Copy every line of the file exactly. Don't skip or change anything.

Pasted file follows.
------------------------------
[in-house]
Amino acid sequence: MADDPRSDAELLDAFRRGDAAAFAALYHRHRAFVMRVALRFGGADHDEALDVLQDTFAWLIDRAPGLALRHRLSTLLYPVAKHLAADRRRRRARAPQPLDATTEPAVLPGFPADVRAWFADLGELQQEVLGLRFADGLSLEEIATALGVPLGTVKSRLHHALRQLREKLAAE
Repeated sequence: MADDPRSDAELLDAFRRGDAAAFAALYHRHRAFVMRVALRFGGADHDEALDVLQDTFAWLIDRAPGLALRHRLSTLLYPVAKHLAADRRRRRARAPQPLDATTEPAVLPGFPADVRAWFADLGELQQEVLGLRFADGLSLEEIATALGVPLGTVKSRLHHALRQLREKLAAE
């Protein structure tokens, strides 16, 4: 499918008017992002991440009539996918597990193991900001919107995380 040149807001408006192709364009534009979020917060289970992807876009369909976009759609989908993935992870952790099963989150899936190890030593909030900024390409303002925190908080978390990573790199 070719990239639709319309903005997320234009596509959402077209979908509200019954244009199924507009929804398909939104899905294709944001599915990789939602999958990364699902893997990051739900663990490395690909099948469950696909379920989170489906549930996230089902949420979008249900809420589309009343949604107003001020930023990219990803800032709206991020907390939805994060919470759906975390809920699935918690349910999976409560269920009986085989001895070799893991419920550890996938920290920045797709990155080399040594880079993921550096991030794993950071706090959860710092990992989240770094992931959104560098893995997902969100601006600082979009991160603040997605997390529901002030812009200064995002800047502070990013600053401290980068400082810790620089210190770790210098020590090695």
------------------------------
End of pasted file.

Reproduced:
[in-house]
Amino acid sequence: MADDPRSDAELLDAFRRGDAAAFAALYHRHRAFVMRVALRFGGADHDEALDVLQDTFAWLIDRAPGLALRHRLSTLLYPVAKHLAADRRRRRARAPQPLDATTEPAVLPGFPADVRAWFADLGELQQEVLGLRFADGLSLEEIATALGVPLGTVKSRLHHALRQLREKLAAE
Repeated sequence: MADDPRSDAELLDAFRRGDAAAFAALYHRHRAFVMRVALRFGGADHDEALDVLQDTFAWLIDRAPGLALRHRLSTLLYPVAKHLAADRRRRRARAPQPLDATTEPAVLPGFPADVRAWFADLGELQQEVLGLRFADGLSLEEIATALGVPLGTVKSRLHHALRQLREKLAAE
């Protein structure tokens, strides 16, 4: 499918008017992002991440009539996918597990193991900001919107995380 040149807001408006192709364009534009979020917060289970992807876009369909976009759609989908993935992870952790099963989150899936190890030593909030900024390409303002925190908080978390990573790199 070719990239639709319309903005997320234009596509959402077209979908509200019954244009199924507009929804398909939104899905294709944001599915990789939602999958990364699902893997990051739900663990490395690909099948469950696909379920989170489906549930996230089902949420979008249900809420589309009343949604107003001020930023990219990803800032709206991020907390939805994060919470759906975390809920699935918690349910999976409560269920009986085989001895070799893991419920550890996938920290920045797709990155080399040594880079993921550096991030794993950071706090959860710092990992989240770094992931959104560098893995997902969100601006600082979009991160603040997605997390529901002030812009200064995002800047502070990013600053401290980068400082810790620089210190770790210098020590090695």